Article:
New answers tagged meat
Start by estimating the accuracy of your temperature sensor and controller. You're going to need to do some comparisons with reliable thermometers for this step. I'm guessing you don't have any laboratory grade thermometers at home that have recently been professionally calibrated. (Who does, really?) Start by finding two or three digital cooking ...
The easy (but potentially expensive) answer is sous vide. If you can carefully control the temperature, you can cook your ribs for 24-48 hours before finishing and serving. See this recipe for an example. If sous vide isn't an option, you can still chill and reheat the ribs. There are several brands of pre-cooked refrigerated ribs in grocery stores that ...
Considering how lean the meat is, there is gonna very little fat coming out of it. Actually its probably gonna end up pretty dry and if you don't put anything else in it its gonna taste fairly bland. Covering helps stops the top from getting burned and reduces moisture lose, also reduce splatter. Makes for easy cleaning. No issue at all leaving the fat
OPs experience: I evenly distributed it in the pan, which could easily fit it. I baked it for 25 minutes at 450F. It was brown all the way through, moderately crisped on top. Juicy and not overdone. There was only a few millimeters of fat in the pan.
Make sure you use a pan with high enough sides so that fat doesn't overflow. If it's a thin baking sheet with only short edges, especially one that tends to curve/warp in the oven, you could easily dump fat all over the bottom of the oven. But as long as it's a sturdy pan, the fat isn't going to get any higher than the beef itself started out (except for ...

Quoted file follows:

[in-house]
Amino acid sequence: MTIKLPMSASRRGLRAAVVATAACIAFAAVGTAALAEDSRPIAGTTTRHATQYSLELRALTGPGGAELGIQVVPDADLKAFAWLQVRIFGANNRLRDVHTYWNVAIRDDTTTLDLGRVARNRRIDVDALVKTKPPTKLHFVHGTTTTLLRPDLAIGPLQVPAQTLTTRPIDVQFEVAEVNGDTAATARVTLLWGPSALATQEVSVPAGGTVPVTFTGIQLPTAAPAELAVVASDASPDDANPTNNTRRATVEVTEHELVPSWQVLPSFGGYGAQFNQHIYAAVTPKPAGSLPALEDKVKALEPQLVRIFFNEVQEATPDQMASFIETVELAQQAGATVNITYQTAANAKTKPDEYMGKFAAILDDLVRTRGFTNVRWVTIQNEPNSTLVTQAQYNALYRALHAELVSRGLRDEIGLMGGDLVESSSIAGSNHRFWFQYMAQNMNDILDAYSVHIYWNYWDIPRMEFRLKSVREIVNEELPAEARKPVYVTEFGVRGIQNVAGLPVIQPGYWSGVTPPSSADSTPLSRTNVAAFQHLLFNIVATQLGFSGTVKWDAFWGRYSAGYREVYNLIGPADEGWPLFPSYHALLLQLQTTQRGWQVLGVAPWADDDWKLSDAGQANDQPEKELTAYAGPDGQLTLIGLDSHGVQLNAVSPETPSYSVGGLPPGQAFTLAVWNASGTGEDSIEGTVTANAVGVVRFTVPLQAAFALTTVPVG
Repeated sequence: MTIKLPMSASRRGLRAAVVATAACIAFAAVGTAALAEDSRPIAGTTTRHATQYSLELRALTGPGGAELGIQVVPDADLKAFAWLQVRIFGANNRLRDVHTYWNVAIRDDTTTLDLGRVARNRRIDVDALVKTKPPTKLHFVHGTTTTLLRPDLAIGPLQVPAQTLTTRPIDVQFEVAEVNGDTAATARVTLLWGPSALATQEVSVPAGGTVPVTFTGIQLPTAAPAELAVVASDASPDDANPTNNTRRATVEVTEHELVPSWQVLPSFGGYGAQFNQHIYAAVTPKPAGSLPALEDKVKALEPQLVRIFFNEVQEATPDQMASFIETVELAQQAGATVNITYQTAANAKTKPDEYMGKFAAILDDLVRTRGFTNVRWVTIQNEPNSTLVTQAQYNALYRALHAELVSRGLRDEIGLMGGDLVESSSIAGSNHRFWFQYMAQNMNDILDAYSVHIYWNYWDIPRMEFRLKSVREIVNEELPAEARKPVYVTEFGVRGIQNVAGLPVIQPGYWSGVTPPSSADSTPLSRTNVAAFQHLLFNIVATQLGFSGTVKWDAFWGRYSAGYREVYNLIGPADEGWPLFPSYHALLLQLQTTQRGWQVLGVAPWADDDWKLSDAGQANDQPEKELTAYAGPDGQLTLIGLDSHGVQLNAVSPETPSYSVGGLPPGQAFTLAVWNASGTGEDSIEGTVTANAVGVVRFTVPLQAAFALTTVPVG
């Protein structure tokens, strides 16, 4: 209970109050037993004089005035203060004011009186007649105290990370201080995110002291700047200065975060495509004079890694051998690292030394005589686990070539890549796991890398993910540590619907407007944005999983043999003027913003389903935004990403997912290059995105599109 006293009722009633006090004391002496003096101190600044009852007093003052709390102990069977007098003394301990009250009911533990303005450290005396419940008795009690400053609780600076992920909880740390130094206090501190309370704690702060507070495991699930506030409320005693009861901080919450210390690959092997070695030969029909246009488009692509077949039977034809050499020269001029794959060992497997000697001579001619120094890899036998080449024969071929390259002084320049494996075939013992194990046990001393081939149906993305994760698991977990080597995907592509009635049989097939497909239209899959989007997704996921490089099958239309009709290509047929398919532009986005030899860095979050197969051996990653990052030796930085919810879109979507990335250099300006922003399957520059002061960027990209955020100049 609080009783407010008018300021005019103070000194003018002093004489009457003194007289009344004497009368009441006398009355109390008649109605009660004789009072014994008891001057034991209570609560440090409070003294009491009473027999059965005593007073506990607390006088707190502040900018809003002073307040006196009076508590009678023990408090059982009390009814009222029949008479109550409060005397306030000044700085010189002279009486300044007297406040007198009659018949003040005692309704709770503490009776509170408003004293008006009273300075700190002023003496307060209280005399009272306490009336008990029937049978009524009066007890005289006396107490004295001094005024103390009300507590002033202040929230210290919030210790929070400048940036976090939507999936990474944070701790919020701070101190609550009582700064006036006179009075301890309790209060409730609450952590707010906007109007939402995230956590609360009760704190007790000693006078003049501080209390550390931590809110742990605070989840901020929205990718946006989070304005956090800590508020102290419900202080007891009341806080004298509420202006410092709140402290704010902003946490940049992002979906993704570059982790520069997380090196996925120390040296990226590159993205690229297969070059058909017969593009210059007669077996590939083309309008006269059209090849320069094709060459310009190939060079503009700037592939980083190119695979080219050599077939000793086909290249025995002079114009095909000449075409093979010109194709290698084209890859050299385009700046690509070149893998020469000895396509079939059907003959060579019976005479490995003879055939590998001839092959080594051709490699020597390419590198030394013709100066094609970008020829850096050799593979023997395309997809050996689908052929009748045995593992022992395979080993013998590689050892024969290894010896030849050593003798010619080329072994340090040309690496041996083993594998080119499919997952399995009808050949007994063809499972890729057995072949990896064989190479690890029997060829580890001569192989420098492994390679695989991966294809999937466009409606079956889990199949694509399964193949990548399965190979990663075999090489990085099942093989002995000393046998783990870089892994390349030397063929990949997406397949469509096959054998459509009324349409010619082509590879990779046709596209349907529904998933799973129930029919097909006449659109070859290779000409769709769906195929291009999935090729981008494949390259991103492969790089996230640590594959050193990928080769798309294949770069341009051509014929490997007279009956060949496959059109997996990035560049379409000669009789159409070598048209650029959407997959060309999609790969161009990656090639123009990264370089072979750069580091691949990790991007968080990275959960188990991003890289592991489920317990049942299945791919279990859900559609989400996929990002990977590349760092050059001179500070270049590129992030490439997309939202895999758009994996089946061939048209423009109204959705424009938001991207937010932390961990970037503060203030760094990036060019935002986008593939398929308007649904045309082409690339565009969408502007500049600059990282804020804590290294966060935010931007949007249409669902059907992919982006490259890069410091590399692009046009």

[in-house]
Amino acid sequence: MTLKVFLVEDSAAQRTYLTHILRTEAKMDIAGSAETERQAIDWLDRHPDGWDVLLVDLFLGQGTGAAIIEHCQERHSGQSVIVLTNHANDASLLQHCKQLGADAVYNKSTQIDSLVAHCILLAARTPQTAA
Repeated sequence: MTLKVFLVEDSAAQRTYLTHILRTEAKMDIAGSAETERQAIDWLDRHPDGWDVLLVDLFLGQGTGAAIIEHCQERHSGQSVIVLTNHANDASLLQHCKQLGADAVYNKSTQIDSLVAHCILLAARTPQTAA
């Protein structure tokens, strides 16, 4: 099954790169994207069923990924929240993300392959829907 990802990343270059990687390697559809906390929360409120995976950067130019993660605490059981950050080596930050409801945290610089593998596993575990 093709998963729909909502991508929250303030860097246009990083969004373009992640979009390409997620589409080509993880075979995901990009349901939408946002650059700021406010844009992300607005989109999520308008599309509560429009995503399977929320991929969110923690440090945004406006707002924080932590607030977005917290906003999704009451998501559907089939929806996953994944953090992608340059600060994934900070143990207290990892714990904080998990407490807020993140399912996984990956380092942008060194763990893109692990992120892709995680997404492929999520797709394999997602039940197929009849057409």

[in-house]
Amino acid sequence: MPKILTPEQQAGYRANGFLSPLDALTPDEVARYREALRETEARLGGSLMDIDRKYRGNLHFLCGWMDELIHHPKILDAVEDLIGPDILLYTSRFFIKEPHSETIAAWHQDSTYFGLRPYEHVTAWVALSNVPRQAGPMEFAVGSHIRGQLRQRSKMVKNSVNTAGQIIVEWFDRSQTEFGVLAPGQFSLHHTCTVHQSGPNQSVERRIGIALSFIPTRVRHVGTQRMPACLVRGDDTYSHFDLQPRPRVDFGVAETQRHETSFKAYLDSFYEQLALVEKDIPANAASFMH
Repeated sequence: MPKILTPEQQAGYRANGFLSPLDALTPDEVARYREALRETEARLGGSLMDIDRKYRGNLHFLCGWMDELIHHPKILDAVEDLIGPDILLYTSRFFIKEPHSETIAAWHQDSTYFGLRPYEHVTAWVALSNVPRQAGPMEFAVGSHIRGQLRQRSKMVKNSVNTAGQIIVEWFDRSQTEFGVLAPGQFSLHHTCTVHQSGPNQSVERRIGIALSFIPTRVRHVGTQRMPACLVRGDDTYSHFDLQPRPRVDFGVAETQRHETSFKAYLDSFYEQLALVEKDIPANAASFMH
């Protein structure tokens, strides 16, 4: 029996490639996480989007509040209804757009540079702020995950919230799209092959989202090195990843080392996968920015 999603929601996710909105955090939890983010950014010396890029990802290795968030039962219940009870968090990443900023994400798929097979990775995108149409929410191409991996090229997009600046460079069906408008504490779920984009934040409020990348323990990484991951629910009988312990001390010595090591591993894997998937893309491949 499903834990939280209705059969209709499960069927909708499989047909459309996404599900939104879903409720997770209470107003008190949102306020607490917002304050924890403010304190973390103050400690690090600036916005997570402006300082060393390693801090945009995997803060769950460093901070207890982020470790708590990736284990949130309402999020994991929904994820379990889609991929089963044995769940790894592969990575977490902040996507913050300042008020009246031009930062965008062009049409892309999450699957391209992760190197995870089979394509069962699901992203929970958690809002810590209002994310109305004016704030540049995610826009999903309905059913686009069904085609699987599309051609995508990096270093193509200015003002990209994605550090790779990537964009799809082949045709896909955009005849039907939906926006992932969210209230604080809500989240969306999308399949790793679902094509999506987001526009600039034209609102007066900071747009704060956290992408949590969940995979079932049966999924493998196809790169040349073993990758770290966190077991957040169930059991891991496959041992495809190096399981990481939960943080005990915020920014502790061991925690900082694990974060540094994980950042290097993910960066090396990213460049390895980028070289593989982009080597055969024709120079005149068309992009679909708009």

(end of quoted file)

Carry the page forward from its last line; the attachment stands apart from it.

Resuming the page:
If you use pork neck for shashlik AND you want to get it tender, then use mineral water in the beginning. Just cut the meat in pieces and move it to a container and SLOWLY pour mineral water in. Let rest in refrigerator for couple of hours. What it does, the carbon acid of mineral water goes between tissues and when forming CO2 it "rips" tissues apart. Same ...
It's a great steak tenderiser, if you mix with some garlic, wasabi/pili-pili/chili and worcestershire also a great marinade. Most important part is to tap it dry from the kiwi (mix) within 45 minutes and dry the steak well before baking. Otherwise it will make your steak have sandy texture.
Add a few drops of lemon juice in the mince before cooking and it will not clump.
Marinating steak - apart from very acidic marinades - will affect only the outer few mm of your meat. While these are the first to freeze, they are also the first to thaw, together with the marinade. Your total marinating time will be (time until outer layer is frozen) + (time since outer layer thawed, before cooking) Unless you flash-froze your meat ...
If the goal is to melt collagen, couldn't that be done just as easily at a higher temp? No, it won't be. The reaction which has to happen to the collagen doesn't go quicker when the temperature is higher. You have to get it to 68 Celsius and wait for it to happen. If it is at more than 68 Celsius, it won't happen quicker, or better, or anything. You ...
I always take frozen food, in Ziplock bags, and put it in a bowl of cold water (still in the bag) for about 30 minutes and the chicken or meat is always defrosted and I've never had any health issues doing this. I learned this from a dear friend who is a famous French chef in Las Vegas. He told me they do this all the time in his restaurants.
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